I’m a “believer” and a “person of faith,” and that doesn’t mean I’m religious. How did we let religious people co-opt these powerful, positive terms to exclusively connote belief or faith in god?
There’s a whole lot more than god to believe in if we want to have a responsible citizenry that can create a thriving democracy. Other types of belief and faith, or call it trust, are in short supply in both religious and secular groups in our country.
Alongside the ubiquitous slogan “In God We Trust,” I would like to see a more humanistic expression, “In Us We Trust.”
I don’t want to dis a belief in god. It’s potent, necessary for some, and here to stay. But don’t put all your believing eggs in the god basket. We need more belief first in ourselves, then our families, neighbors, communities, and in a government at all levels that is representative of us.
Sometimes religious belief seems to absolve followers of their own individual responsibility and power. If god gets the credit or blame for everything that happens, where is the room for giving yourself or others the credit or blame? There is no accountability or progress if god is the only source of trust.
On the spiritual level, my belief is in something vaguer than god. I believe in the powers of the universe that we do not yet understand. In the secular context, I believe very much in myself and my family, friends and neighbors. And, yes, I believe in a government that I define as the people we choose to work for the common good.
We need more “believers” and “people of faith” (in the non-religious sense of the words) to be voters and to be our representatives in government.
Our “crisis of faith” is not about people leaving religion, it is about people losing faith in themselves and their hallowed institutions like families, communities, media and government.
There’s an interesting paradox between the religious and the non-religious in this area of whether or whom you trust. It turns out that, statistically, religious people are more distrustful and skeptical of people and institutions (outside their church) than are non-religious people. So you may call yourself a “believer” and yet function in society more as a “non-believer.”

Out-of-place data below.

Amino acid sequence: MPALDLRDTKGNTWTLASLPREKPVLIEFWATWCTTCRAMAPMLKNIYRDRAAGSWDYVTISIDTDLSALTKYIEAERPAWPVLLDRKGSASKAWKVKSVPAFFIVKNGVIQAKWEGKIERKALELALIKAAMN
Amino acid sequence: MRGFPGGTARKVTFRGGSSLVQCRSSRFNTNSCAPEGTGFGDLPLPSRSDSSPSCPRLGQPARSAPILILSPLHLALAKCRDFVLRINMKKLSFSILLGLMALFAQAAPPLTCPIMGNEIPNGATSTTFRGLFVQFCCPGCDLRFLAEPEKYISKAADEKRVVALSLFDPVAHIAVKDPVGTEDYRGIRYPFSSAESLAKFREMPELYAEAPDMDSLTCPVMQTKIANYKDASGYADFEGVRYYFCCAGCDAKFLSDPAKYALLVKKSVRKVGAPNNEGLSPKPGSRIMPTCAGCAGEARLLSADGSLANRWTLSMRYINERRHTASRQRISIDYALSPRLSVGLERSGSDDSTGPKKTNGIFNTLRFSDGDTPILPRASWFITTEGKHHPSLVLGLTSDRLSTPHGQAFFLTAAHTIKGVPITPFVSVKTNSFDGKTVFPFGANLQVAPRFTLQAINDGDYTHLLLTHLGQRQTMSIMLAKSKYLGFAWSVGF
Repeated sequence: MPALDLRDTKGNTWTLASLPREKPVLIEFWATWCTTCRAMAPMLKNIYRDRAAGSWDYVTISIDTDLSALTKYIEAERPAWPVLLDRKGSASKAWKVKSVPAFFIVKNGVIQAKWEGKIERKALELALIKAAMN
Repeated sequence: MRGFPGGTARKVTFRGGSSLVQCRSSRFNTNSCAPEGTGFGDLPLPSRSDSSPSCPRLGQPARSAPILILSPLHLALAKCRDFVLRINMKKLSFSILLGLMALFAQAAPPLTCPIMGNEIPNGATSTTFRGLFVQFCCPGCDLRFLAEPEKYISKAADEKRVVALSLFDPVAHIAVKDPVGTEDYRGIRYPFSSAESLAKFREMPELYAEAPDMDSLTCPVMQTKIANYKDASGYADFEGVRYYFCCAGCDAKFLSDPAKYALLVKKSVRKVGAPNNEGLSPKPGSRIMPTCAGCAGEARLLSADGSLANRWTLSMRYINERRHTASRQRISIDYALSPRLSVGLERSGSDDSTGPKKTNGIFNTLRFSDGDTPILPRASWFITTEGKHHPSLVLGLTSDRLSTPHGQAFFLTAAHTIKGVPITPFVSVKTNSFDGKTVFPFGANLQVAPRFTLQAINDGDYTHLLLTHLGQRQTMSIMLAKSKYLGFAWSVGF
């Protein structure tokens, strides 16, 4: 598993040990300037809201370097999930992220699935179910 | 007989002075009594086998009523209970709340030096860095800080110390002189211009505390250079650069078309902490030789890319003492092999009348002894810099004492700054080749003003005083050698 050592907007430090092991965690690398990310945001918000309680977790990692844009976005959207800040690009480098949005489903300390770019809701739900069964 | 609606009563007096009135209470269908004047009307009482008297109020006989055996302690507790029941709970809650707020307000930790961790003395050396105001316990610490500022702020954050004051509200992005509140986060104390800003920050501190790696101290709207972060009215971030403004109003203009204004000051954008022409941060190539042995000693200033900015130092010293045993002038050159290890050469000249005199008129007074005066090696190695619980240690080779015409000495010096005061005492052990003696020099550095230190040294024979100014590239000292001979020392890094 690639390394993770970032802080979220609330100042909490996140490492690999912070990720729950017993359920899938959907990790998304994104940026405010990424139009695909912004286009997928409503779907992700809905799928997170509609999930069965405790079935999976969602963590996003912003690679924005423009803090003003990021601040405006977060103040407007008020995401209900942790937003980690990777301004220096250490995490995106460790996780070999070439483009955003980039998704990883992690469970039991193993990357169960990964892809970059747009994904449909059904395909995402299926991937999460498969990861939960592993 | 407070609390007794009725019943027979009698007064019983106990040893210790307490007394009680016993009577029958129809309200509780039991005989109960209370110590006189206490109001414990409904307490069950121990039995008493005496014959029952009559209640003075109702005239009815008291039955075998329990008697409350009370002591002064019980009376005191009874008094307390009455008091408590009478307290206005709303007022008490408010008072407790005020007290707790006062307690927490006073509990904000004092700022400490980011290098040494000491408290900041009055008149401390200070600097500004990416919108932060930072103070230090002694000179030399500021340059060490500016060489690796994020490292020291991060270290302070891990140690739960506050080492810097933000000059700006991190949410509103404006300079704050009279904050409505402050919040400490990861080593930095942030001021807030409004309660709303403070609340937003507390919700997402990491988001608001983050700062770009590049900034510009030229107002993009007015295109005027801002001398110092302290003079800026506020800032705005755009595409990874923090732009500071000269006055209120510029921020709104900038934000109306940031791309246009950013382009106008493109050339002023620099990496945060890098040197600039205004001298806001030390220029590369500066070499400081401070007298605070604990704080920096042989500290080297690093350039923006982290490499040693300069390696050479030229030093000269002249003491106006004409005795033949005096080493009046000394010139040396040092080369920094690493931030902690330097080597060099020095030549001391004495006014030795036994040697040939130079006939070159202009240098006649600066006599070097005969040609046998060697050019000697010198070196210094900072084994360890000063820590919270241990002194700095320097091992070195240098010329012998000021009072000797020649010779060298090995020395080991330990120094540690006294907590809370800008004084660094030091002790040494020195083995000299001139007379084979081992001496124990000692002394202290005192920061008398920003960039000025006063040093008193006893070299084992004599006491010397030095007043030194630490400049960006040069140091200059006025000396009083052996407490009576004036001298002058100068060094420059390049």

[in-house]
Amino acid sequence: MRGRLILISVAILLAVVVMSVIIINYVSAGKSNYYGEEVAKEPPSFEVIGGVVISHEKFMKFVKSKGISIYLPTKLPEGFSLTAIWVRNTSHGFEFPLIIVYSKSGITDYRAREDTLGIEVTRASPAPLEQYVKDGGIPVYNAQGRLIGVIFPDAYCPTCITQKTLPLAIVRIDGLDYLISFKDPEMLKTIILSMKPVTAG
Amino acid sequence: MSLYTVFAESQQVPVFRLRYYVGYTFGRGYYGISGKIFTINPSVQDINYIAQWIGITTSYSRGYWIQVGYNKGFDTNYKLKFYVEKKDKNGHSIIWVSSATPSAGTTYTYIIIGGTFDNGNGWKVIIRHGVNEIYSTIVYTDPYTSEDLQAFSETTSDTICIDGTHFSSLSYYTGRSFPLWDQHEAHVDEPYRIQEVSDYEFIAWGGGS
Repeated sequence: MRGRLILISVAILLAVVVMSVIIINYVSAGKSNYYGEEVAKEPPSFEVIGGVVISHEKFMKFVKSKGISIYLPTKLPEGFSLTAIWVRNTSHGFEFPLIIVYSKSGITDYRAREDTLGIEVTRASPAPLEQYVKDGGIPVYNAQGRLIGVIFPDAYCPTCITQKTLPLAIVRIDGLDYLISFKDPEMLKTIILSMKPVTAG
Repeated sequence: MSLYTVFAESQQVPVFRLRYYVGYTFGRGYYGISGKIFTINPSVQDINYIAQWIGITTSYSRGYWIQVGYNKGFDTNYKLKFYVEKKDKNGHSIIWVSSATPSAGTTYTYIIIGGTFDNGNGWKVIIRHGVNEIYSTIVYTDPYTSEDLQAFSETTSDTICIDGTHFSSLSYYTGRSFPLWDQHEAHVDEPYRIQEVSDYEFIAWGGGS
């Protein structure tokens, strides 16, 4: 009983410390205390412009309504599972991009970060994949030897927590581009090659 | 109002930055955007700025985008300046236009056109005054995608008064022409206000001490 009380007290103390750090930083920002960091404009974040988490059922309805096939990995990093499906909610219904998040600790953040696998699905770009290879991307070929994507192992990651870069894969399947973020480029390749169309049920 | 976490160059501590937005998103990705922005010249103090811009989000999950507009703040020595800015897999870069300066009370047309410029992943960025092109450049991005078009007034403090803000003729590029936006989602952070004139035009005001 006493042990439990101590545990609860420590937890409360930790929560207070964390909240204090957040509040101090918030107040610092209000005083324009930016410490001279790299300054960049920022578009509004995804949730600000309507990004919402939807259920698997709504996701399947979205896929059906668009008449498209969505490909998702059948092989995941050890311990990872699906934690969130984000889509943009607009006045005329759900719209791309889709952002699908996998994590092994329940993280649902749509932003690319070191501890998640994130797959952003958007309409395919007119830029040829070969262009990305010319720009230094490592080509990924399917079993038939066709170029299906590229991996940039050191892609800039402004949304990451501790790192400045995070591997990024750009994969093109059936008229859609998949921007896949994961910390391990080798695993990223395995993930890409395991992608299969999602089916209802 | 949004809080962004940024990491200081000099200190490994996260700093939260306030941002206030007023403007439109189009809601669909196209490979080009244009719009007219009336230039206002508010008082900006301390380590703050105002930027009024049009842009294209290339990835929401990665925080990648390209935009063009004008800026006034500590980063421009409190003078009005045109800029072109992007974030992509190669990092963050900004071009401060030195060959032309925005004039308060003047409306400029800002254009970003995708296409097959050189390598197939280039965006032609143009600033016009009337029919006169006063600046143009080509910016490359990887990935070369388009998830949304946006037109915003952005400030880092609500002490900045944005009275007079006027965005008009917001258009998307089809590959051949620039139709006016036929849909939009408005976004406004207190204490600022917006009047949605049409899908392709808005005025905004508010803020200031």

Good examples have arisen to illustrate this paradox during the coronavirus pandemic. In general, religious people have been more likely to be non-believers in the authority of scientists as well as competent and experienced government officials. Religion correlates with anti-masking and anti-vaccination.
Another aspect of this paradox is that sometimes religious belief correlates with a negative belief, like conspiracy theories. It seems that religious belief can make you more vulnerable to some other unproven dogma.
A recent story in the Salt Lake Tribune, for example, says a new survey reports white evangelicals, Hispanic Protestants and members of The Church of Jesus Christ of Latter-day Saints are the most likely to believe in the QAnon conspiracy theory.
Let’s discard the classification of “believer” and “non-believer,” and instead start asking each other what we believe in, until we get down to something we have in common. Then we can work together and build trust, whether we are religious or not religious.
Jeanette Rusk Sefcik, Glendale, is a retired newspaper reporter and editor, having worked at newspapers including the Tucson Citizen, Daily Spectrum in St. George, Southern Utah News in Kanab and Lake Powell Chronicle in Page, Ariz. She has a master’s degree in journalism from the University of Arizona.